Now, this reference might refer to the death threats used with Abd al Rahim al-Nashiri (which today’s announcement suggests have been dropped), because that’s what the discussion preceding the four redacted pages immediately preceding this discussion treats. But we know from a footnote in Jay Bybee’s Second Response to the report that page 92 of the IG Report–that is, at least part of the second page of redaction–refers to the CIA’s argument that Rahman’s death shouldn’t be prosecuted, so it may well be Rahman. In any case, what’s key is that the OPR Report notes the EDVA’s reliance on OLC’s claim that crimes committed overseas couldn’t be prosecuted to be false.

That’s not the only “new” jurisdictional issue addressing whether crimes against Rahman could be prosecuted.

As I have written at length, the Bullet Point document–which appears to have been drafted as part of CIA’s information collection process in response to the IG Report and used as part of the declination process–also directly addressed whether crimes committed in the process of torture could be prosecuted. And one of the things included in it was the claim that no ordinary crimes (like negligent homicide, which would be relevant to Rahman’s death) could be prosecuted.

And in August 10, 2009. the 4th Circuit made it clear in David Passaro’s case that the Asadabad Firebase counted as a military mission at which US law applied. That’s precisely the kind of jurisdictional issue prosecutors used to decline the case in the past.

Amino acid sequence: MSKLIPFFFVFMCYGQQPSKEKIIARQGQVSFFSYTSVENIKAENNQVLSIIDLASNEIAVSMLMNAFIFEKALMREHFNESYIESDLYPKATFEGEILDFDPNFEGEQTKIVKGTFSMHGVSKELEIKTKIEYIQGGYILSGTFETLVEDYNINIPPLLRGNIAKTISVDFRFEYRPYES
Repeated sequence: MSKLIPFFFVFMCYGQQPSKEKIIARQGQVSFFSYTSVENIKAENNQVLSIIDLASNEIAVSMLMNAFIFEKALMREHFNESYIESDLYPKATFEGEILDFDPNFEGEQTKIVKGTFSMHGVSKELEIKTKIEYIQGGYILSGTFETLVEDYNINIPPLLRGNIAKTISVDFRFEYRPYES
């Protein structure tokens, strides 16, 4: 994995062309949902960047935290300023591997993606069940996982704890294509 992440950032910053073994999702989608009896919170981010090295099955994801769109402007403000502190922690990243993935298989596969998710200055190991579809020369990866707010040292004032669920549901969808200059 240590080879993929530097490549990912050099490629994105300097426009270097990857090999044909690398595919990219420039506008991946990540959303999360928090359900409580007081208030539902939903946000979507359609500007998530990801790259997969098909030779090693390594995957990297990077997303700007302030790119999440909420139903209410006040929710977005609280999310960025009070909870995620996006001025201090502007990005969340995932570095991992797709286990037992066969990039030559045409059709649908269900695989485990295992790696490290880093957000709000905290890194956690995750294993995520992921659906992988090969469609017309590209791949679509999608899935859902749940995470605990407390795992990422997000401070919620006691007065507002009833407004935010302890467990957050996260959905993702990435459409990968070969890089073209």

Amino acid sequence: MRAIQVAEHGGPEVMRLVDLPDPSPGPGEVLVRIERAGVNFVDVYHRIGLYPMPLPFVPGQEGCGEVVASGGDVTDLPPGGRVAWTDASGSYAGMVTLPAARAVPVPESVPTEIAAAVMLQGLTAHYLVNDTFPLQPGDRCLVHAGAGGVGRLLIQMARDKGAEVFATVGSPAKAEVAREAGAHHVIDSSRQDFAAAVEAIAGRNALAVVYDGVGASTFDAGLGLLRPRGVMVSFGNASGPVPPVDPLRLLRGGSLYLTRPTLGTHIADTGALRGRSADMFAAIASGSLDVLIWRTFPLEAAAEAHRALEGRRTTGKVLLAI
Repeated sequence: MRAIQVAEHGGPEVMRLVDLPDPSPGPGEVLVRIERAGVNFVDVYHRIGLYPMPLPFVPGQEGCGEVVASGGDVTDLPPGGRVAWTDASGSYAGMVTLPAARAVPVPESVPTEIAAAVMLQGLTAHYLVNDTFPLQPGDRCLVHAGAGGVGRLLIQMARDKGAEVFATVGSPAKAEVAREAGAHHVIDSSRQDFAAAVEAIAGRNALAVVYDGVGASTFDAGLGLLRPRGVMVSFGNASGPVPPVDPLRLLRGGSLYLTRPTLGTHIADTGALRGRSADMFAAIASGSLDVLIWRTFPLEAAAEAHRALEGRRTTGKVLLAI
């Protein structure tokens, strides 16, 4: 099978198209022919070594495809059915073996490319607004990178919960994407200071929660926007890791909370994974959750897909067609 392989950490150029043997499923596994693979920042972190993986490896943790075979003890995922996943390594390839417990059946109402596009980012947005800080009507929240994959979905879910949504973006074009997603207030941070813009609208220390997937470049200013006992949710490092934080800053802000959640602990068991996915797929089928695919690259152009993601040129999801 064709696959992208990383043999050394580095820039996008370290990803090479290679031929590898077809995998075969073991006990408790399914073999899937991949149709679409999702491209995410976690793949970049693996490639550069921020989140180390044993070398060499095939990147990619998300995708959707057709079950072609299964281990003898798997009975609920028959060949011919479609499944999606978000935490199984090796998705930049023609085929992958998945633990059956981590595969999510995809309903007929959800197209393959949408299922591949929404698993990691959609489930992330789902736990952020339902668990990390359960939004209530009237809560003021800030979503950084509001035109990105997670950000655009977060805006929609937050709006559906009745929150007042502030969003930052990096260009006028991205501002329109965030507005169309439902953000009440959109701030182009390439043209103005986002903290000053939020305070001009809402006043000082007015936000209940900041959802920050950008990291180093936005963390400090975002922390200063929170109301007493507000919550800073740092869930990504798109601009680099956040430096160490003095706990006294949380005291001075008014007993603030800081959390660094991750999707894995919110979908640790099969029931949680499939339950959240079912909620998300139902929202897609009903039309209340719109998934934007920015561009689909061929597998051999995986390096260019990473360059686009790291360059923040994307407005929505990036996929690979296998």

CIA officials referred the Salt Pit case to the Justice Department five years ago. Prosecutors concluded at the time that the Afghan prison was outside the reach of U.S. law, even though the CIA funded it and vetted its home-country guards.

Given that EDVA is in the same circuit, and given that Asadabad was less established than the Salt Pit, the fairly broad reading of this jurisdictional issue in Passaro’s case may impact Gul Rahman’s.

But the Bullet Point document is interesting for another reason that may pertain to Rahman’s death: because Rahman was reportedly water doused. Particularly given Holder’s emphasis on Yoo’s approvals, it’s relevant that the CIA stuck water dousing into the Bullet Point documents, after Rahman’s death, to suggest OLC had approved it as a torture technique.

But they hadn’t.

Which Bybee confirmed when he testified to HJC.

Nadler: Did Bybee Memo 2 or any other legal advice you gave at OLC authorize dousing detainees with cold water to keep them awake?

Bybee: Dousing with cold water was not one of the techniques that we were asked about in Bybee 2.

Nadler: So the answer is “no”?

Bybee: That’s right. (Page 104)

A full understanding of the Bullet Point documents, if the prosecutors didn’t already have one, would be one new factor making it possible to charge for water dousing and the subsequent death. But Bybee’s testimony would confirm that water dousing was not included in the Bybee Memos.

There’s some more, which I’ll get to in a subsequent post or three.

But for now, it looks like Durham has a few new details, a changed legal framework (because of Hamdan and, in Rahman’s case, possibly because of Passaro), and Jay Bybee’s testimony making it clear that the stress position and the water dousing that led to these detainees’ deaths had not been approved by OLC.